The eye is one of the most complex organs in the human body. In order to gain a full understanding of the eye, many different tests and observations must be administered.
Most comprehensive eye tests take up to two hours, based on the optometrist’s observations. Here’s what to expect from the typical comprehensive eye exam:
Visual Acuity Test
A Visual Acuity Test is an exam that measures your ability to recognize letters or numbers of varying size from different distances. Results of visual acuity tests are represented as fractions.
A score of 20/20 indicates that your visual acuity at 20 feet away from the object is normal. A score of 20/40 means that you need to be 20 feet away to see an object that most people can see from 40 feet.
Retinoscopy uses a Retinoscope, an instrument that shines light into the patient’s eyes. This process allows the optometrist to observe the reflex of the patient’s retina and measure the amount of refractive error of the eye.
Refractive Error occurs when the shape of the eye affects how accurately your eye can focus light. Common types of refractive error are near-sightedness, far-sightedness, or astigmatism.
The measurement made by Retinoscopy is vital to finding the right prescription for you.
Retinoscopy is used to measure objective refraction without any feedback from the patient. There are other types of refraction test that can be performed:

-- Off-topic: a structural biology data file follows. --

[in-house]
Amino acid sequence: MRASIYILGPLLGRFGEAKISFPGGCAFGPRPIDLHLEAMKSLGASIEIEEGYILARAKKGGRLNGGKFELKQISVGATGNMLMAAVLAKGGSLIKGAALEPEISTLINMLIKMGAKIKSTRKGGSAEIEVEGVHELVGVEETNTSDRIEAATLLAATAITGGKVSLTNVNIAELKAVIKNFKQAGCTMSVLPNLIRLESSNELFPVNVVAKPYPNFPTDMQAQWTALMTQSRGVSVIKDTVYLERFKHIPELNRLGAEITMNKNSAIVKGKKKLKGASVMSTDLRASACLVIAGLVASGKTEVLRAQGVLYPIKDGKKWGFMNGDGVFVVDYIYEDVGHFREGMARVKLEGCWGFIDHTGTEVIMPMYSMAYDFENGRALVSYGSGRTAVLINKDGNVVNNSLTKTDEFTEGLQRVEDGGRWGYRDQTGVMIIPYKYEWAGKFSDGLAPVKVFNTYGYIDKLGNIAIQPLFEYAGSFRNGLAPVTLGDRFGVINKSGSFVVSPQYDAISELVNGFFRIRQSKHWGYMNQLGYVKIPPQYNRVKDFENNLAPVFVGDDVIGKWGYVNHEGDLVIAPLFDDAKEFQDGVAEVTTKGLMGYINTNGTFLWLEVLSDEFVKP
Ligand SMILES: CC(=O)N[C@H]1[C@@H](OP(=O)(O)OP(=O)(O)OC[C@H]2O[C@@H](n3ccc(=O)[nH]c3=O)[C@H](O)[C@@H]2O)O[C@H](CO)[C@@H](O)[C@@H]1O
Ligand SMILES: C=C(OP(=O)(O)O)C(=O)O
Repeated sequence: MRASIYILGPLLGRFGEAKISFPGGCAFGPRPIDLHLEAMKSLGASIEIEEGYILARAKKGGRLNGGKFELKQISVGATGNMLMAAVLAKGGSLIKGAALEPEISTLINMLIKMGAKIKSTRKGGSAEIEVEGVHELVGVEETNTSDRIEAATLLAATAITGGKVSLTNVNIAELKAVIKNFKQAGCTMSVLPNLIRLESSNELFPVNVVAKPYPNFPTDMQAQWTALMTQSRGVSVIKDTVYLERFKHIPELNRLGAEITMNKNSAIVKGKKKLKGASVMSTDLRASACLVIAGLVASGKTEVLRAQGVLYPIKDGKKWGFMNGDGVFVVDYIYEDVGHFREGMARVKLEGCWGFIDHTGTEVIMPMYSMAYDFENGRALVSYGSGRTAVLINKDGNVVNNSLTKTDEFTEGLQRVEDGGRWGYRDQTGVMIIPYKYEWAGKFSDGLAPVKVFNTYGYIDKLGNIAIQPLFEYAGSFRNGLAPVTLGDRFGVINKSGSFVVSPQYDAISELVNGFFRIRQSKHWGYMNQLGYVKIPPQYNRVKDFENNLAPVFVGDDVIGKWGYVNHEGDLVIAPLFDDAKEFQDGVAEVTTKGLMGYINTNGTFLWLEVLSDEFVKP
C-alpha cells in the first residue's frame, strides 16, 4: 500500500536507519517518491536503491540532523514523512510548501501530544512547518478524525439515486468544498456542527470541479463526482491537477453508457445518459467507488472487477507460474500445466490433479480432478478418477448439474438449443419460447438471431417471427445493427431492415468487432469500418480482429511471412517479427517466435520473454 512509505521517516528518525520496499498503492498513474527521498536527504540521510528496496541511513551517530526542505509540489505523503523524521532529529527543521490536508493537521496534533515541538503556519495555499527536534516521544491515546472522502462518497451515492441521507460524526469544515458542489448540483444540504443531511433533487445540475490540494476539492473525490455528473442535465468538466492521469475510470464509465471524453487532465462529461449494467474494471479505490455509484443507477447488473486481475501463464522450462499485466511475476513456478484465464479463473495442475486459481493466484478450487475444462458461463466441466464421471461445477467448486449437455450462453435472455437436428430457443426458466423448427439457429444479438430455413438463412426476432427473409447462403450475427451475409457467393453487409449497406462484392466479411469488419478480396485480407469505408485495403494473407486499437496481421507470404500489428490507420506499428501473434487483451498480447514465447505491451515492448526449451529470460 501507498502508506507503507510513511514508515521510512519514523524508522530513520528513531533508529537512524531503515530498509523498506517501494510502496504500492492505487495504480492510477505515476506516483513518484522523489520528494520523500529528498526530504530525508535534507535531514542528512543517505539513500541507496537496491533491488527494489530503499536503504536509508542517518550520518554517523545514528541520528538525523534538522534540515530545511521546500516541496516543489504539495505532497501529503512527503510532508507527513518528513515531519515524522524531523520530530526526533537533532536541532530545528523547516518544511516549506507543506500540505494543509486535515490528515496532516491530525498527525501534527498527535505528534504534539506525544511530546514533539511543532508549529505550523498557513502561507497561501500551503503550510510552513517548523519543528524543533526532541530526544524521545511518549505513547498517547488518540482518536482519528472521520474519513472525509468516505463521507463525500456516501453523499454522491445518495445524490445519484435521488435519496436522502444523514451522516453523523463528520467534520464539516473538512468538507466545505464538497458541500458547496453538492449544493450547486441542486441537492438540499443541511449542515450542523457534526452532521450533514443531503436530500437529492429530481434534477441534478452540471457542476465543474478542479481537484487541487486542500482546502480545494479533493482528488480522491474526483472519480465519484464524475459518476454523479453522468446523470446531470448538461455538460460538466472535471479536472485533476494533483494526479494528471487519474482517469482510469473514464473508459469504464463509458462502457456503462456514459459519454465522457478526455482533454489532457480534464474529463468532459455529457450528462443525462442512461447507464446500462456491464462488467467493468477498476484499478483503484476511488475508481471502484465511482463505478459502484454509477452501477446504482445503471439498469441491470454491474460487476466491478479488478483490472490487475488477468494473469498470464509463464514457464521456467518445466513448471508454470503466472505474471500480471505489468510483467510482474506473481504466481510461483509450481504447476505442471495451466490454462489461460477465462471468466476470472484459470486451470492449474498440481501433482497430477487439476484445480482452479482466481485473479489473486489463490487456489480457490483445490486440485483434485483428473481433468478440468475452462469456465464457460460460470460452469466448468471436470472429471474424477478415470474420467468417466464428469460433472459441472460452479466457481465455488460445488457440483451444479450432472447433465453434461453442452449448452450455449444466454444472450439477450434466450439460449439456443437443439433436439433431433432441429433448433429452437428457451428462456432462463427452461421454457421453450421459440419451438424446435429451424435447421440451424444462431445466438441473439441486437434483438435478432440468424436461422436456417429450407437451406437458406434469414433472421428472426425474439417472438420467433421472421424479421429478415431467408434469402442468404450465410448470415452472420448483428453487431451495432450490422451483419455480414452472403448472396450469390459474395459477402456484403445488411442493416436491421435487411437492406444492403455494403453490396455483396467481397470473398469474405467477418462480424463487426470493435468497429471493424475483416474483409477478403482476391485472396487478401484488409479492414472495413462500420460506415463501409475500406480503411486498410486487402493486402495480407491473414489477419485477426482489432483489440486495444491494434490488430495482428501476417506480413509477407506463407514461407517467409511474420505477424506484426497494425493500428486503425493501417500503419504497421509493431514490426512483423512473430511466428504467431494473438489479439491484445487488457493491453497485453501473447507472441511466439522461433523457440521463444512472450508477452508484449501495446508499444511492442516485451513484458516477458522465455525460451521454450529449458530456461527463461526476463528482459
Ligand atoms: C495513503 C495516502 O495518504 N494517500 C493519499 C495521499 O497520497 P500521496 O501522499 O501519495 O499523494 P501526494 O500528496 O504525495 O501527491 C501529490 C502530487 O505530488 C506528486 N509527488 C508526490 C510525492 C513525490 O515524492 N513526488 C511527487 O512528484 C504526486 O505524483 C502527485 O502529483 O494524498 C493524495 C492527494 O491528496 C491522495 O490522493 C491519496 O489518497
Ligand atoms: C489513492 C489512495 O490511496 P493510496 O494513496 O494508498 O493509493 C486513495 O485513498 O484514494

The patient sits behind a phoropter or wear a trial frame to determine which lens is the most effective. The optometrist requires feedback from the patient to determine the best lens.
Keratometry is the measurement of corneal curvature. Corneal Curvature determines the power of the cornea. This measurement is mostly important for determining the magnitude of astigmatisms, increasing the likelihood of your prescription being perfect.
Tonometry measures your inner ocular pressure. Before tonometry, eye drops are used to numb your eye to minimize discomfort. Then an optometrist or technician will use a tonometer to measure the inner pressure of the eye.
This method can be used to identify glaucoma, and scan for many other eye problems.
Slit Lamp Exam
Also known as Biomicroscopy. You will be resting your chin and forehead in an instrument during this examination. The doctor will use a low-powered microscope and a slit lamp to look for any possible conditions that other tests cannot observe.
This test is very important for discovering any diseases of the eye.